The history of the T-shirt has perpetually been indivisible from social and economic concerns: at first developed by the U.S. Navy as a sensible variety of undergarment that might be simply washed, this versatile new garment allowed uniforms to be worn for days in a row. From here it spread to other industries requiring manual labor, specifically agriculture and manufacturing. in this sense, the plain white tee has invariably been tied to social hierarchy, because the as the uniform of the post-industrial class – though ironically, the term ‘t-shirt’ was coined within the Nineteen Twenties by that notable historian of America’s great and good: F. Scott Fitzgerald.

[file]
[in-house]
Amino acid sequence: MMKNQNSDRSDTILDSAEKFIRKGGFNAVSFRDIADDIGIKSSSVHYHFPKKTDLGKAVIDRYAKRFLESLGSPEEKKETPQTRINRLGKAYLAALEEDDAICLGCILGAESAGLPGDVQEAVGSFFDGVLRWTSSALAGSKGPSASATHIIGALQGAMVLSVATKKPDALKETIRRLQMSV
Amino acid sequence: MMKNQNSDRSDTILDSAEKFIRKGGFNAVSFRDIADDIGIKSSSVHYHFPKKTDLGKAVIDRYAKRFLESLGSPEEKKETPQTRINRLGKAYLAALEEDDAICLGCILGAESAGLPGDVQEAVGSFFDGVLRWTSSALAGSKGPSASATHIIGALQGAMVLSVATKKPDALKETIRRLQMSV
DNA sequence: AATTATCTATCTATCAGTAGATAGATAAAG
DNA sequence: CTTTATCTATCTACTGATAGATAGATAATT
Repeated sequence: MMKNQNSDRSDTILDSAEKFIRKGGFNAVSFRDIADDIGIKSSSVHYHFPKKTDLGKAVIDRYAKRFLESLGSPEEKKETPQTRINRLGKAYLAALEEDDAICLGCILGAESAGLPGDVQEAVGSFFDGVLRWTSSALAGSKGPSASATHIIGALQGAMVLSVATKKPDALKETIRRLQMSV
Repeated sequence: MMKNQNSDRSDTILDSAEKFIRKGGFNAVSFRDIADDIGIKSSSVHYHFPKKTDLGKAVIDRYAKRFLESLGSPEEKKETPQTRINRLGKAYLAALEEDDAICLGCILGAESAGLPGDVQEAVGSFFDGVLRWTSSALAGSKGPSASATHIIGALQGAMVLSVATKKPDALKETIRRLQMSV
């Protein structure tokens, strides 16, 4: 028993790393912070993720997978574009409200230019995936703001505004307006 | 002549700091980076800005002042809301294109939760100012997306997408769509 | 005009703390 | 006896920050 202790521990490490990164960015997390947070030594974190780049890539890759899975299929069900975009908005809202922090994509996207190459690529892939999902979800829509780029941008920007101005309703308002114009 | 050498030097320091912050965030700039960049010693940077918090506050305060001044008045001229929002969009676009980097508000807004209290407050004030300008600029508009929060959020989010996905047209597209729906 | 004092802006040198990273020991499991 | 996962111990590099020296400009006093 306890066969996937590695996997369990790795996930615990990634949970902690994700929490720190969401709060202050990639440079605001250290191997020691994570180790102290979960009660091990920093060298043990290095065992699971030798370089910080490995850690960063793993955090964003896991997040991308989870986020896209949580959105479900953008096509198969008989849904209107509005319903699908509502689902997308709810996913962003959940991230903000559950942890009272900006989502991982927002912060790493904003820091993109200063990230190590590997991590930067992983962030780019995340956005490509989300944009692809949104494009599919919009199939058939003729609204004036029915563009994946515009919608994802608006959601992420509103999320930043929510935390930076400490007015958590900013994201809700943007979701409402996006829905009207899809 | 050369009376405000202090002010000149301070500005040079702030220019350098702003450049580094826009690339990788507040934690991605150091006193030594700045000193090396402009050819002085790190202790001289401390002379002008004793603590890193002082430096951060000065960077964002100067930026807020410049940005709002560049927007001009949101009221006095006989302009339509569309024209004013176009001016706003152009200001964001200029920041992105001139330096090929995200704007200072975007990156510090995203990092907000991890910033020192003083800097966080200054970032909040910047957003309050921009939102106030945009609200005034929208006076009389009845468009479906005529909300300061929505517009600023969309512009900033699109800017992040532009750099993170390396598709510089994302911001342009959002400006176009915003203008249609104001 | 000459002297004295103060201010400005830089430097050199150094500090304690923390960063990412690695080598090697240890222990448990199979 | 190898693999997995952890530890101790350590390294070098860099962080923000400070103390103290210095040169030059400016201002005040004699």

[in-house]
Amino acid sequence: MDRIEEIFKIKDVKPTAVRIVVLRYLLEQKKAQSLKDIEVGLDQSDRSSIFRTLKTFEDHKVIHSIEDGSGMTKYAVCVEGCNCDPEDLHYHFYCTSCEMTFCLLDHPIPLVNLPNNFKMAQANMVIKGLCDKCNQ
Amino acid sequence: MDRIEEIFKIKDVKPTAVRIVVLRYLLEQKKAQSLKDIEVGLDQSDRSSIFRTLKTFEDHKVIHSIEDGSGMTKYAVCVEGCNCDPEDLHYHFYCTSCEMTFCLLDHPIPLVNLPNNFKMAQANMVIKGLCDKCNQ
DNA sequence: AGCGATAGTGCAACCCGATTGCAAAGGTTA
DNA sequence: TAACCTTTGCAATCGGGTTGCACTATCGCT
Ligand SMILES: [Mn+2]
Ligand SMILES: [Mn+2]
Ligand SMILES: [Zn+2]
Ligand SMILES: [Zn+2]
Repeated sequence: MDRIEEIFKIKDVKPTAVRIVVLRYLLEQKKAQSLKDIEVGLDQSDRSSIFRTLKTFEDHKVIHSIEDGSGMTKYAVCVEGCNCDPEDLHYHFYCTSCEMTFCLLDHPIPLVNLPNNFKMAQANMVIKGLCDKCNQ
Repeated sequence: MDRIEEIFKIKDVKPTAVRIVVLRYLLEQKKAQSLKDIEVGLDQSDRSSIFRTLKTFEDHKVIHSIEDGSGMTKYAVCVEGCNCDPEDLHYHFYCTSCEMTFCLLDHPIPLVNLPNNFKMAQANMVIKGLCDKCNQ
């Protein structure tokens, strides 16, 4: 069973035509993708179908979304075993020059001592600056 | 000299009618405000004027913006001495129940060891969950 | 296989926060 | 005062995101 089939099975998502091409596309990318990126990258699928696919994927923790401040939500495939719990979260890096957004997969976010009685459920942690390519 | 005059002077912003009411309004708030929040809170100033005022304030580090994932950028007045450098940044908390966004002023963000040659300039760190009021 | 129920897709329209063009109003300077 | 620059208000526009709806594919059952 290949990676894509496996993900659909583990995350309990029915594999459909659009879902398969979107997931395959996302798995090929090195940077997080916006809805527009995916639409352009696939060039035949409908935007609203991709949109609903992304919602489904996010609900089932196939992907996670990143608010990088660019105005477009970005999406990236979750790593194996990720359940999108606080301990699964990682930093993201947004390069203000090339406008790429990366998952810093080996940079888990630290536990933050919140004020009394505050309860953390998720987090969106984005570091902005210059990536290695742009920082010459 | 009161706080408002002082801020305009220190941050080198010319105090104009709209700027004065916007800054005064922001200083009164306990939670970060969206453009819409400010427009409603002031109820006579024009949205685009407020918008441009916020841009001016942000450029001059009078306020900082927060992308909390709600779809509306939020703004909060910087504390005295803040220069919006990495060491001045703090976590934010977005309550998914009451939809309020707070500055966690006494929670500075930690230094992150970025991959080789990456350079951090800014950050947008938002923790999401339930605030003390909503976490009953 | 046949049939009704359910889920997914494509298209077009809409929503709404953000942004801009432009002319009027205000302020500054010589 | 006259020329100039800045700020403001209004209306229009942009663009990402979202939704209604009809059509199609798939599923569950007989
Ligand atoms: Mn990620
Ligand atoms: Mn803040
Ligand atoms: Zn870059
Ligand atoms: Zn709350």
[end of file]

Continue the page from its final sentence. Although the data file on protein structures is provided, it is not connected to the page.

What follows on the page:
A major shift in how the T-shirt was perceived happened on the silver screen, with Marlon Brando’s performance with the beastly Stanley Kowalski in 1951’s A Streetcar Named Desire. The tight fit and folded sleeves made for a tantalising show of Brando’s robust body and trunk-like biceps, ushering rolled-up sleeves made for a tantalising show of Brando’s robust body and trunk-like biceps, ushering in a new era of the male star as sex object. while it no doubt played on stereotype and an unsavoury association of crime with the class, along with James Dean’s 1955 turn in Rebel Without A Cause, it planted the seed for the T-shirt as the cultural renegade’s garment of selection.